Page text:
Have students lost their activism touch?

Politics versus pleasure — have students replaced activism with leisure? Photo: Mike Hodges

The recent “Ven’debt’a” protest failed to attract popular support from the majority of students at the University of Lincoln. It was well publicised, it concerned an issue that most students should be interested in, and it took place here in Lincoln.

A connected political debate failed to attract more than a handful of students. So why the lack of interest? Whatever happened to the student activists of yesteryear? Where have the screaming protesters gone, with their bellies full of fire and their mouths dripping revolutionary slogans?

Just like the dodo, they’re extinct.

Modern students are far more concerned with their own pleasures than the political and social issues of today. Witness the popularity of the recent Carnage event. Compare it to the pitiful turnout at a protest that was in their own best interests. The Facebook page for Lincoln Carnage managed to attract 2475 members. A clear measure of its popularity.

The message here is quite simple. Students are turned off by political activism and protest. They have become lotus gatherers for whom the gritty realities of the real world are unwelcome intruders into their lives.

In “1984”, George Orwell wrote about the “proles” and how they were manipulated through their enthusiasm for a lottery. Orwell wrote: “It was probable that there were some millions of proles for whom the Lottery was the principal if not the only reason for remaining alive. It was their delight, their folly, their anodyne, their intellectual stimulant.”

Substitute “students” for “proles” and substitute “sex, booze and fun” for “lottery” and you have modern student life.

Our political masters would be very happy to hear of this lack of concern exhibited by those, supposedly, making up the smartest component of our society. If we, the future professional and managerial class, cannot be asked to take an interest in the governance of our lives then what hope is there that the political classes will be held accountable for their actions? Are we ready to let politicians do what they want as long as it doesn’t disrupt our pleasure centred lifestyles?

One final note. The most surprising thing for me was not that so few students turned out to protest against the debts they are forced to incur, but that any of them turned up at all.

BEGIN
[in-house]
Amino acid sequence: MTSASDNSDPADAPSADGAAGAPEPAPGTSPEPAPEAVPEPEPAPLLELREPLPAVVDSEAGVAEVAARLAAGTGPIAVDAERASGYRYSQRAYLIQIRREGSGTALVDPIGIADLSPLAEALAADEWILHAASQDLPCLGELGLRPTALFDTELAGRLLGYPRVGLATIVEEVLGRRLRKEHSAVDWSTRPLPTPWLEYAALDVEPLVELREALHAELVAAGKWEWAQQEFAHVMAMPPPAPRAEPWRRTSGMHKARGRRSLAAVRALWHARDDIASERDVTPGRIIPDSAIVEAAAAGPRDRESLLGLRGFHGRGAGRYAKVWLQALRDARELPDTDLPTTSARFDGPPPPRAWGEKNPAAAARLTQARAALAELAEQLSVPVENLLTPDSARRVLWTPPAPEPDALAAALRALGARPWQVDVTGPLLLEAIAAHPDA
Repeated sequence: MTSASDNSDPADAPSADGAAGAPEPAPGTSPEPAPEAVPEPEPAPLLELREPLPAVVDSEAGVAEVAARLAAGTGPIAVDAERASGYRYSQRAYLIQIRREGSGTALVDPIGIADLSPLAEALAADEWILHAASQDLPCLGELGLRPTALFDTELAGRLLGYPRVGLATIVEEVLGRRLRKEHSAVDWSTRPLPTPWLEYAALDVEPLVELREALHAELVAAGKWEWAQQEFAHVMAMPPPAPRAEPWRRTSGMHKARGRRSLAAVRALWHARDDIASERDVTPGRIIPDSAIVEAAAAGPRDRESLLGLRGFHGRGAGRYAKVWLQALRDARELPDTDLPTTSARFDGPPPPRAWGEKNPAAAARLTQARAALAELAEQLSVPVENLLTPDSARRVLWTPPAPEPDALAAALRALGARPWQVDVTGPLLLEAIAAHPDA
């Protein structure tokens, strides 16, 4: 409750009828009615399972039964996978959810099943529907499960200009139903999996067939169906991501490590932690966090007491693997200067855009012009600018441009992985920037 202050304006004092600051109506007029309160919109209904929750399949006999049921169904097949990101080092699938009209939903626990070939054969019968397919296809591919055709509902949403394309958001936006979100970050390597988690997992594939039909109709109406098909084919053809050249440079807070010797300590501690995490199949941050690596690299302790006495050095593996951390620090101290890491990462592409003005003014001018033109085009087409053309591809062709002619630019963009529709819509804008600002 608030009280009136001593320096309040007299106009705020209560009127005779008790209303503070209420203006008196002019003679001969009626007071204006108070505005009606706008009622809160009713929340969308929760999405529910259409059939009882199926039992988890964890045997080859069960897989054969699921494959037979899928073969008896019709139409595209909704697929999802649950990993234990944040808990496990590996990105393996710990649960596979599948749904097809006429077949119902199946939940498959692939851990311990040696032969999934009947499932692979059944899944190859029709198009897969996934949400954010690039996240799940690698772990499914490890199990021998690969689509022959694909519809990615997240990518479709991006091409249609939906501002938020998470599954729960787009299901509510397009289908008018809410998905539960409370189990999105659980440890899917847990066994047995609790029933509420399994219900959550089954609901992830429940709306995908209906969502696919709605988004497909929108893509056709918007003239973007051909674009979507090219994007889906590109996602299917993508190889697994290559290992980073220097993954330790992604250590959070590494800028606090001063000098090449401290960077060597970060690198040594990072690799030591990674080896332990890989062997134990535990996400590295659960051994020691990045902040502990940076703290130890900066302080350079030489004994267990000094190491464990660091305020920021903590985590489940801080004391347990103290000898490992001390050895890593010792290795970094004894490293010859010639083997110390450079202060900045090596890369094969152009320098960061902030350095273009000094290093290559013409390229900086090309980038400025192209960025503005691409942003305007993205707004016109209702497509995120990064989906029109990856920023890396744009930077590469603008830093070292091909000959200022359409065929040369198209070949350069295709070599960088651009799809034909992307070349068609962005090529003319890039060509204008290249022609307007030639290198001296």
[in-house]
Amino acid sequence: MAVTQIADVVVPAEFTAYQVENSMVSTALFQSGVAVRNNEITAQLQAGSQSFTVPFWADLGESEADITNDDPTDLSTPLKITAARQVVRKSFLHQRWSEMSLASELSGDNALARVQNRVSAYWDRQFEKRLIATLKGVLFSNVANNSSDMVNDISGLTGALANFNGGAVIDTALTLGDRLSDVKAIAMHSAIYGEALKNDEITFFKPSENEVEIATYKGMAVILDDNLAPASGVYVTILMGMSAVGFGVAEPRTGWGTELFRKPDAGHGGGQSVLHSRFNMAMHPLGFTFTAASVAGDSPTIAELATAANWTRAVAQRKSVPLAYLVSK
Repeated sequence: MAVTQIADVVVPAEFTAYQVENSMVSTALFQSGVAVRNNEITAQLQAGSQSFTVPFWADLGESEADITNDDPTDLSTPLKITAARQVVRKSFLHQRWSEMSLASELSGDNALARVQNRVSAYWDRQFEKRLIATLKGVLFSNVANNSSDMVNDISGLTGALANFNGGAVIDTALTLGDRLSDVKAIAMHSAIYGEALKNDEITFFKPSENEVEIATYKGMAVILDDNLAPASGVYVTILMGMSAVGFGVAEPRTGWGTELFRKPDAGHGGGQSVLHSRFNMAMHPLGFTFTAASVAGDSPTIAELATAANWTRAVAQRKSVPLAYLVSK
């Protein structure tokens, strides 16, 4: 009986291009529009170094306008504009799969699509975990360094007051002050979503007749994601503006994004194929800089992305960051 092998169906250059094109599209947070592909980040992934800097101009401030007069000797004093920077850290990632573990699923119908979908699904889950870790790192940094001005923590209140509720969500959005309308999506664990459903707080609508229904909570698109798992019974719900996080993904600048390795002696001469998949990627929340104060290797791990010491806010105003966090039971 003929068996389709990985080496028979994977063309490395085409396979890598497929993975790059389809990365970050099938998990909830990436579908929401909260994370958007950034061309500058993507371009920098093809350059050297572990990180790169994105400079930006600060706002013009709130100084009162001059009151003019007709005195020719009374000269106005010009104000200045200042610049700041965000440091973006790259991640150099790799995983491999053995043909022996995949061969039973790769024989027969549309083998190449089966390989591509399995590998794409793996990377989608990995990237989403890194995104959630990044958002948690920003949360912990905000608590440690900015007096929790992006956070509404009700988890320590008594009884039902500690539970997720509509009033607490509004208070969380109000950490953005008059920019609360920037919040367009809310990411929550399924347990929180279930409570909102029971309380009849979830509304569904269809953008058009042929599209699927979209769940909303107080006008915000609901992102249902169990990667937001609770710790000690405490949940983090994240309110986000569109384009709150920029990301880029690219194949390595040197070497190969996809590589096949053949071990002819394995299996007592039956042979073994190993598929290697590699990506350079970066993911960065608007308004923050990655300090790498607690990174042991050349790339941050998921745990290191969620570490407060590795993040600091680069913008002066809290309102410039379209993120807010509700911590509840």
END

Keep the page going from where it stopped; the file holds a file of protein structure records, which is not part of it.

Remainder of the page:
2 Responses to Have students lost their activism touch?

  1. O says:

    I think you have totally missed the nail here; students have not become self interested consumers, they are showing with their feet the disenfranchised thoughts about the University of Lincoln Students’ Union.

    The entire campaign was pointless as there was no possible outcome that would have changed the situation, the student body of a small university getting angry at a policy by central government can and will have no affect.

    The political ‘debate’ was poorly led, and again local MPs do not and can not dictate the policy of their parties so the SU’s rallying call of find out what they intend to do about the funding issues could not be answered due to the lack of firmly announced policies by the parties being represented.

  2. Marc says:

    Nineteen Eighty-Four yet again? Can’t we have references to some other dystopian novels? I can’t help but feel that Huxley’s Brave New World is relevant in this case.

    Apart from that, I know where the author is coming from. I might have turned up to the protest had it not been, as the previous poster noted, somewhat in vain. Oh, and I’d taken my ‘Soma’ the night before.

    Surely the problem is with society at large? For example, true dissenting voices are near-absent from the mass media. People like Chomsky normally only pop up when they’re being ridiculed. Why would people be hired for any big corporation if they were anti-corporate?

    I WAS at Angela Rippon’s talk on Monday. Nice dandy outfit, but unfortunately she was under the delusion that we have an indepedent media; that journalists aren’t told what to do by their proprietors. The fact is, they don’t need to be. If they believed the wrong things they simply wouldn’t be in the positions that they are.

    See, there are some foolish Spartists left among us.